A Novel Approach

We’ve said in the past that the hotel tax should be increased, and that hasn’t changed. The current tax generates about $1.5 million. Two-thirds of that currently goes toward marketing and tourism promotion; the remainder goes to tourism-related expenses.

We did not support building a youth soccer complex — and we’re not keen on just giving a chunk to towns to offset expenses. But that doesn’t mean we oppose some new spending for “product development.”

We support putting extra dollars into what keeps this economy strong: golf tourism. But we also like the idea of putting some extra dollars into a “tourism development fund,” from which grants could be awarded. Those grants could sponsor a film festival, a road race, a craft beer showcase or a significant equestrian event.

A fund like that, managed by tourism professionals, could stretch visitors’ tax dollars to expand opportunities for yet more visitors.

Recently, Phil Werz, the local Convention and Visitors Bureau president, said his board “is in no position to raise the occupancy tax in Moore County.” He suggests that county commissioners, who would have the final say, believe people locally are suffering “tax fatigue.” That’s silly because local residents wouldn’t pay the tax; visitors would.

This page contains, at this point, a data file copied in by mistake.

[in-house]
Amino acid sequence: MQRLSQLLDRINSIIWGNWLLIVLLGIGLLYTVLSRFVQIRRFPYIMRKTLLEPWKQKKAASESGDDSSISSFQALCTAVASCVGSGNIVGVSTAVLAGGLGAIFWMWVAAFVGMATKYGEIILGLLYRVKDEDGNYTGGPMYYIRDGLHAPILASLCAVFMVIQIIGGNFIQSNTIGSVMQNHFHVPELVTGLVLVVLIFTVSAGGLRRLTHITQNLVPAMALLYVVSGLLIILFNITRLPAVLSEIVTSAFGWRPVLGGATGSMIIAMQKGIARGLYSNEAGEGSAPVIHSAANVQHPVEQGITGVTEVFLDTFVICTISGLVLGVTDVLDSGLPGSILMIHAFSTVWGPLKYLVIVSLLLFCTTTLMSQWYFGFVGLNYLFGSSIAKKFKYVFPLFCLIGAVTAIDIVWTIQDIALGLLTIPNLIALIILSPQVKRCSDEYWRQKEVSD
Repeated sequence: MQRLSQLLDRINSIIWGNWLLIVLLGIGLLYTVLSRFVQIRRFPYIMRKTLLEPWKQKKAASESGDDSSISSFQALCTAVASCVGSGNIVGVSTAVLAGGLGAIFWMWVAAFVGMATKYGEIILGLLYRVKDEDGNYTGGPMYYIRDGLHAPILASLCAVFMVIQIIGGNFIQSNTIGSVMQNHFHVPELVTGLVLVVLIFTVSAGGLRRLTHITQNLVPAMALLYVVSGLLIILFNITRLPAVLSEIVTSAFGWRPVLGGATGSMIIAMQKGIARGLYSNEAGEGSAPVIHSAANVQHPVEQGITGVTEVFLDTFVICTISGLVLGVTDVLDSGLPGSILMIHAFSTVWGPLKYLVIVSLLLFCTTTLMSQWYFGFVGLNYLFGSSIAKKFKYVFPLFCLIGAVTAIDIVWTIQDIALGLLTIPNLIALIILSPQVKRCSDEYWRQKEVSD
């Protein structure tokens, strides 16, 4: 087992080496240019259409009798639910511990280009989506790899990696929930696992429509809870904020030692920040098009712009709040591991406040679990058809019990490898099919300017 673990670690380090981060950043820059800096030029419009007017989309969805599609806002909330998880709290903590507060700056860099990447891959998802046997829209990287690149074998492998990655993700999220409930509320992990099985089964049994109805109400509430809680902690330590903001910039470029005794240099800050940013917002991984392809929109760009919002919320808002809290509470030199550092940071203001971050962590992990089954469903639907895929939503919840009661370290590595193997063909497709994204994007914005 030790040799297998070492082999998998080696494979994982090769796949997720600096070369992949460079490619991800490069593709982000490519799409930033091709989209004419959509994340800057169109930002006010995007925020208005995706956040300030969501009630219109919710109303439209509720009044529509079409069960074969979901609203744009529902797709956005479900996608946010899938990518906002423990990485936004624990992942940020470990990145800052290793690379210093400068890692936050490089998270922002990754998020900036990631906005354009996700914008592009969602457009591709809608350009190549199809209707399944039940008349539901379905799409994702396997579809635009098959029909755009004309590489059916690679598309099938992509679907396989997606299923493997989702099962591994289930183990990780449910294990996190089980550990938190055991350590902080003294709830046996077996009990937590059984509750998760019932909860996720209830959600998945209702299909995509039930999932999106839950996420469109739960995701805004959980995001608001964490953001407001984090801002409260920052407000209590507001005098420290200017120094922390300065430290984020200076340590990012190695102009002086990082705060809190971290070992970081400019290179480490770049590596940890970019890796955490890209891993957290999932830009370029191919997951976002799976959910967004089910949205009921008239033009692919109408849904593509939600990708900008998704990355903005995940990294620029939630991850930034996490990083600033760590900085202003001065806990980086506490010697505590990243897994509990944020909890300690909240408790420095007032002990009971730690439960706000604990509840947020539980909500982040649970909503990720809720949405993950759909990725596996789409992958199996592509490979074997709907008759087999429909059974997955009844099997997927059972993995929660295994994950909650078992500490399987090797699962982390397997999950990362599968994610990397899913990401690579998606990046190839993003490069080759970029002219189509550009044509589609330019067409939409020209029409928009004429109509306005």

And while you might argue it’s poor form to tax visitors more, the truth is the increase would be negligible — an extra $3 a night on a $100 room bill. No vacation has ever been crossed out because of an occupancy tax.

We can raise the occupancy tax, be creative and support all the varied interests to keep the second largest sector of our economy thriving.

(5) comments

Kent Misegades

If you want more of something, lower its cost. There are hundreds of other communities that offer golf courses, hotels and restaurants and would be happy to host these events if higher taxes drive people away. Lower tax rates always lead to greater overall tax revenue. Higher rates eventually lead to lower total revenue.

Jim Tomashoff